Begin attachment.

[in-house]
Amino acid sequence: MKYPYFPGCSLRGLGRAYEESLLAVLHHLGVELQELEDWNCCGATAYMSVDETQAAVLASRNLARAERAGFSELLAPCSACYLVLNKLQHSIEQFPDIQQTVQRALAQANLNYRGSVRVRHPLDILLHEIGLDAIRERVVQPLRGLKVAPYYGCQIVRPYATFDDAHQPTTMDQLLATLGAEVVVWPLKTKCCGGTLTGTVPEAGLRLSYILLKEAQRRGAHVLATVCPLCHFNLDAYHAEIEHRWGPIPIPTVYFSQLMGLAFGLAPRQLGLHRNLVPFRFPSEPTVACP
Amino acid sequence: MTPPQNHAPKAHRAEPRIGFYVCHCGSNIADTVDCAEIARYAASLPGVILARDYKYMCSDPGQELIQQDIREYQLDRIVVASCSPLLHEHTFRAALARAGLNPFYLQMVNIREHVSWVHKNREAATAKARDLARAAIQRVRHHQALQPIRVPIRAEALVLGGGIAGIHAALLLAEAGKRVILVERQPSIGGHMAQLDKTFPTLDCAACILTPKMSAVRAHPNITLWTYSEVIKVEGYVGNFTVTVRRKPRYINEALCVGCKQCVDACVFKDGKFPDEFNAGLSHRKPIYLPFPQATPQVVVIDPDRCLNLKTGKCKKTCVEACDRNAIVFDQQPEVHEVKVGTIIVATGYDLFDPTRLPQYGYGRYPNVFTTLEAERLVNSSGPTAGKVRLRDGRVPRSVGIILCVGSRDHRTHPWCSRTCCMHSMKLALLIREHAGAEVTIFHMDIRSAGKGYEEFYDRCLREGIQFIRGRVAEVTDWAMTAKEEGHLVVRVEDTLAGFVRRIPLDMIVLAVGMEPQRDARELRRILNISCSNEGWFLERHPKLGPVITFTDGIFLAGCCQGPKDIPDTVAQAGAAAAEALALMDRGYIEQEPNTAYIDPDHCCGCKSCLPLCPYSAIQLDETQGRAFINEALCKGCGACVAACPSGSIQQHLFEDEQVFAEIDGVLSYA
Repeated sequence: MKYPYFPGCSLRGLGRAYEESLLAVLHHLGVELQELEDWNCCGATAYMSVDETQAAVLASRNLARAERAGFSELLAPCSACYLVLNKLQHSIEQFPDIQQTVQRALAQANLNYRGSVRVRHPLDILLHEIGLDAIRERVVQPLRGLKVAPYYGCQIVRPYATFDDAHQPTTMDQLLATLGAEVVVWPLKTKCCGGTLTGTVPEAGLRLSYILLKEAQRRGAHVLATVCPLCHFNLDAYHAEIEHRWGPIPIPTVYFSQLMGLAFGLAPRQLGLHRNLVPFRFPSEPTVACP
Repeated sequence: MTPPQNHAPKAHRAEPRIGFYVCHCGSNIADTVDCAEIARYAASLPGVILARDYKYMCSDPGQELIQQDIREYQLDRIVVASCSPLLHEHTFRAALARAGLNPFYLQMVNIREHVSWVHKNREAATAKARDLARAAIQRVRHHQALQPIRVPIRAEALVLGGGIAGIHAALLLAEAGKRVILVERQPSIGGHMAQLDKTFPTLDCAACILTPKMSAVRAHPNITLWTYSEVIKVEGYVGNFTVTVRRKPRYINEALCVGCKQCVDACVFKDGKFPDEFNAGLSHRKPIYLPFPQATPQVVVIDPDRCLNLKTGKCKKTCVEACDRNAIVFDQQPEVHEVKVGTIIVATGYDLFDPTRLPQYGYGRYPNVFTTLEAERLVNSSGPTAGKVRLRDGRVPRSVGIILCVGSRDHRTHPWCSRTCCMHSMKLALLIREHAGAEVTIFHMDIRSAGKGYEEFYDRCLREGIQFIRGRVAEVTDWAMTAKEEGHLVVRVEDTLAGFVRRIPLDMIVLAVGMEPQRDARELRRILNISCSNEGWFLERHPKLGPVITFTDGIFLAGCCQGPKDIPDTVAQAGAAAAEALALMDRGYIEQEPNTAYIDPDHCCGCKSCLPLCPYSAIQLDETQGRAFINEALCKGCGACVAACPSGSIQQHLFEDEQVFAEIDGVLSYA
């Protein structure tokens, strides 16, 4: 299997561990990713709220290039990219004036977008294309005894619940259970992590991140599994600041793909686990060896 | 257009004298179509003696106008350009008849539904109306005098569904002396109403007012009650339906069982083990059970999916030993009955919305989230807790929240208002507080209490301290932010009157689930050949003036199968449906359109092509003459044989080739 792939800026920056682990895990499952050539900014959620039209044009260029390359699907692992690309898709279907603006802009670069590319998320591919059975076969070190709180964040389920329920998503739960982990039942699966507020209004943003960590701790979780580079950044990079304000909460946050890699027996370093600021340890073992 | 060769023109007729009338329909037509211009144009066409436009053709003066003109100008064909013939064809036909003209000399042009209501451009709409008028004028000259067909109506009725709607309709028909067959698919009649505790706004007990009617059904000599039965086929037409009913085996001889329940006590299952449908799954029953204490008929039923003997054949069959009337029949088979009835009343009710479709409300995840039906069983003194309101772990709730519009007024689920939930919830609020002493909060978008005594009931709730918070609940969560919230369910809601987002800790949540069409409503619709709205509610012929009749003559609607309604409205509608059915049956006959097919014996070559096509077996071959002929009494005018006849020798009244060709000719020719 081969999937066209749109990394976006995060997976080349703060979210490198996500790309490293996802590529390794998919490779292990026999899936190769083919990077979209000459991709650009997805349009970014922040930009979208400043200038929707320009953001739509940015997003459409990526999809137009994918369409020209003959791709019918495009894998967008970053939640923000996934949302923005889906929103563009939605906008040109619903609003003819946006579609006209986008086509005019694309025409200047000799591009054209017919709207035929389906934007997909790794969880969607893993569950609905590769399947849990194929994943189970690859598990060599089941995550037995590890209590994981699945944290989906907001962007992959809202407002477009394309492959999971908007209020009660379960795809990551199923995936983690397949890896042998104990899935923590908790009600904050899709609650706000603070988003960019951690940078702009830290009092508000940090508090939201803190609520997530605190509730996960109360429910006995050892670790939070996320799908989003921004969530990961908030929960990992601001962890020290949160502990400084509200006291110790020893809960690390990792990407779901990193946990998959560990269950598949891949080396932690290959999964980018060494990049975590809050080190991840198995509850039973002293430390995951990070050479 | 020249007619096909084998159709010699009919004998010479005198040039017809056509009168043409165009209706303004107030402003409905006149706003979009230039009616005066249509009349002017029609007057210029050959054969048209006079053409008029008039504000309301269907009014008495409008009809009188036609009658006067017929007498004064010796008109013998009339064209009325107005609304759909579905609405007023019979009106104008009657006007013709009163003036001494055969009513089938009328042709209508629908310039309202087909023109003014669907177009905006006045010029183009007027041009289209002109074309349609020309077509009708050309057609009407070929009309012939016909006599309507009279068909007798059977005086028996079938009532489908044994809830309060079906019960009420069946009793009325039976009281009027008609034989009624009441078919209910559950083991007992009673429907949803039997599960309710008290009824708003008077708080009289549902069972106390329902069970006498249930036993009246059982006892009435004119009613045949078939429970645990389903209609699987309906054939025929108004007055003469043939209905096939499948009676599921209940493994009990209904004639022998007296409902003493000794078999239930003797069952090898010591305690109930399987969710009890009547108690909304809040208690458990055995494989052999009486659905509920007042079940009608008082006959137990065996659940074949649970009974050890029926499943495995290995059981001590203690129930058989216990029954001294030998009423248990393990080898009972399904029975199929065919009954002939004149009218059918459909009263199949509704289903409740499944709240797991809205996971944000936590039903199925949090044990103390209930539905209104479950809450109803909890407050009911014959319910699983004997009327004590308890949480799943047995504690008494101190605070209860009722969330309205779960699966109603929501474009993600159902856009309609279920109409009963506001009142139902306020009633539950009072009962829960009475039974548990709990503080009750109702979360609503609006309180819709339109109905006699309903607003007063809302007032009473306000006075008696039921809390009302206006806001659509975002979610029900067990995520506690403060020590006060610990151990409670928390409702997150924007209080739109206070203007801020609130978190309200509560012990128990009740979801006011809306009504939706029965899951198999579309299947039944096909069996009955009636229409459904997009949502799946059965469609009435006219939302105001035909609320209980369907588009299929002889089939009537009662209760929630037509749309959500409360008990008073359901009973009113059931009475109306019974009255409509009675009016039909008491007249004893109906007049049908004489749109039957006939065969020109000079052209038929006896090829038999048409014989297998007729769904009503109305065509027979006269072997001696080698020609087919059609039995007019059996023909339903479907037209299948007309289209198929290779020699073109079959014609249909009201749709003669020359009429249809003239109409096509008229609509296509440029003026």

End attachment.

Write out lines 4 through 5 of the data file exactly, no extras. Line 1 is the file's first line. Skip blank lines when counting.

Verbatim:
Repeated sequence: MKYPYFPGCSLRGLGRAYEESLLAVLHHLGVELQELEDWNCCGATAYMSVDETQAAVLASRNLARAERAGFSELLAPCSACYLVLNKLQHSIEQFPDIQQTVQRALAQANLNYRGSVRVRHPLDILLHEIGLDAIRERVVQPLRGLKVAPYYGCQIVRPYATFDDAHQPTTMDQLLATLGAEVVVWPLKTKCCGGTLTGTVPEAGLRLSYILLKEAQRRGAHVLATVCPLCHFNLDAYHAEIEHRWGPIPIPTVYFSQLMGLAFGLAPRQLGLHRNLVPFRFPSEPTVACP
Repeated sequence: MTPPQNHAPKAHRAEPRIGFYVCHCGSNIADTVDCAEIARYAASLPGVILARDYKYMCSDPGQELIQQDIREYQLDRIVVASCSPLLHEHTFRAALARAGLNPFYLQMVNIREHVSWVHKNREAATAKARDLARAAIQRVRHHQALQPIRVPIRAEALVLGGGIAGIHAALLLAEAGKRVILVERQPSIGGHMAQLDKTFPTLDCAACILTPKMSAVRAHPNITLWTYSEVIKVEGYVGNFTVTVRRKPRYINEALCVGCKQCVDACVFKDGKFPDEFNAGLSHRKPIYLPFPQATPQVVVIDPDRCLNLKTGKCKKTCVEACDRNAIVFDQQPEVHEVKVGTIIVATGYDLFDPTRLPQYGYGRYPNVFTTLEAERLVNSSGPTAGKVRLRDGRVPRSVGIILCVGSRDHRTHPWCSRTCCMHSMKLALLIREHAGAEVTIFHMDIRSAGKGYEEFYDRCLREGIQFIRGRVAEVTDWAMTAKEEGHLVVRVEDTLAGFVRRIPLDMIVLAVGMEPQRDARELRRILNISCSNEGWFLERHPKLGPVITFTDGIFLAGCCQGPKDIPDTVAQAGAAAAEALALMDRGYIEQEPNTAYIDPDHCCGCKSCLPLCPYSAIQLDETQGRAFINEALCKGCGACVAACPSGSIQQHLFEDEQVFAEIDGVLSYA